Topiramate medications have been associated with major health complications for several years, among them is Topamax, which can cause birth defects. In March of 2011, the FDA moved the drug from pregnancy category C to pregnancy category D, citing studies which show positive evidence of cleft lip and cleft palate abnormalities. Medications in pregnancy category D have displayed a causal link to fetal malformation and are only prescribed to pregnant women in rare situations.

Topiramate is prescribed for many different conditions. These include epilepsy, migraines, Lennox-Gastaut Syndrome and bipolar disorder. It is often used off-label to produce weight loss and curtail binge eating. Medical studies are reviewing its efficacy in treating post traumatic stress disorder and infantile spasms. Doctors aren’t sure exactly how the substance helps migraines or produces anti-epileptic effects. Researchers have found that topiramate is effective at blocking certain sodium channels, functioning as an antagonist for some glutamate receptors and inhibiting the carbonic anhydrase enzyme. While these can help explain the drug’s efficacy, they do not provide a formal link.

Previous investigations have also reviewed its use for treating alcoholism and methamphetamine addiction. There are many other off-label uses for the drug, most of them for helping to manage psychiatric disorders. However, topiramate is not officially approved for use in this way. In May 2010, the drug’s manufacturer, Ortho-McNeil, was fined by the FDA after it promoted topiramate for use in people with mental problems. Many Topamax associated birth defects have been linked to off-label usage of the medication.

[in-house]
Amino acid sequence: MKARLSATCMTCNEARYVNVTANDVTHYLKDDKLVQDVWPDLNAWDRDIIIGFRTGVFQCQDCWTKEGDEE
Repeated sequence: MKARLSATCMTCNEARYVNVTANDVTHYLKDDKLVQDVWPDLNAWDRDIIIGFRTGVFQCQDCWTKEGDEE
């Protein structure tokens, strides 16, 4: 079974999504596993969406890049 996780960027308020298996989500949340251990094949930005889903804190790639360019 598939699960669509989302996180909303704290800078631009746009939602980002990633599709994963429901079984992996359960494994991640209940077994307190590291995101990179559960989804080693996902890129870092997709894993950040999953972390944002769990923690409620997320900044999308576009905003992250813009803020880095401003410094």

The FDA has tracked the usage of Topamax and the birth defects the drug can cause. It was first approved in 1996, though animal studies had shown some fetal abnormalities in the presence of topiramate. In 2008, a study by several United Kingdom neurologists was published in Neurology, a peer-reviewed neurology journal. After reviewing the UK epilepsy and pregnancy register, the researchers found an increased risk of cleft lip and cleft palate in women who had taken topiramate during the first trimester of pregnancy. Of the 178 live births that were reviewed, 16 children were born with major congenital malformation. The most common deformity was cleft lip or palate, which was 11 times more likely to occur in children whose mothers had taken the medication. Among other Topamax related birth defects was hypospadias, which occurred in four births. This abnormality concerns improper formation of the urethra in male children. The urethra in these children terminates on the underside of the penis instead of the front, causing major cosmetic and functional problems.

Most children who are born with cleft lip or palate will require major cosmetic surgery to restore proper function to the mouth. Without it, a child will have trouble eating and talking, and will be more likely to suffer from ear infections. The FDA believes around 32 million topiramate prescriptions were filled between January 2007 and December 2010. The substance was approved in 2012 for weight loss, so it is still possible to receive the drug. However, any woman who has had a child with Topamax associated birth defects should consider speaking to a drug injury lawyer. Many women have already received restitution for their child’s suffering, and these experts can help a victim work through the legal process.